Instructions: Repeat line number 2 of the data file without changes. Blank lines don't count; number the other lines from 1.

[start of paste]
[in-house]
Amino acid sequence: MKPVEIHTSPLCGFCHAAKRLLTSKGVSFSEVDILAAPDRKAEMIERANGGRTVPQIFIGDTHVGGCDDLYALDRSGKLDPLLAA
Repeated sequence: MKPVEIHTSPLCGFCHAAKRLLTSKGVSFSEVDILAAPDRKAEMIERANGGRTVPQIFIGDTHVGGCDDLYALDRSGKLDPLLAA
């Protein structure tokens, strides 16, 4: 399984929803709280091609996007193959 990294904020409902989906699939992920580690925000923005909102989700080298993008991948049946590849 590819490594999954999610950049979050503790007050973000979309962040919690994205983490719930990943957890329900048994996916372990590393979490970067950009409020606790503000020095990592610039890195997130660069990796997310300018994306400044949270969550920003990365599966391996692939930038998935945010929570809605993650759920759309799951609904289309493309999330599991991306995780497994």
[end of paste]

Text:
Amino acid sequence: MKPVEIHTSPLCGFCHAAKRLLTSKGVSFSEVDILAAPDRKAEMIERANGGRTVPQIFIGDTHVGGCDDLYALDRSGKLDPLLAA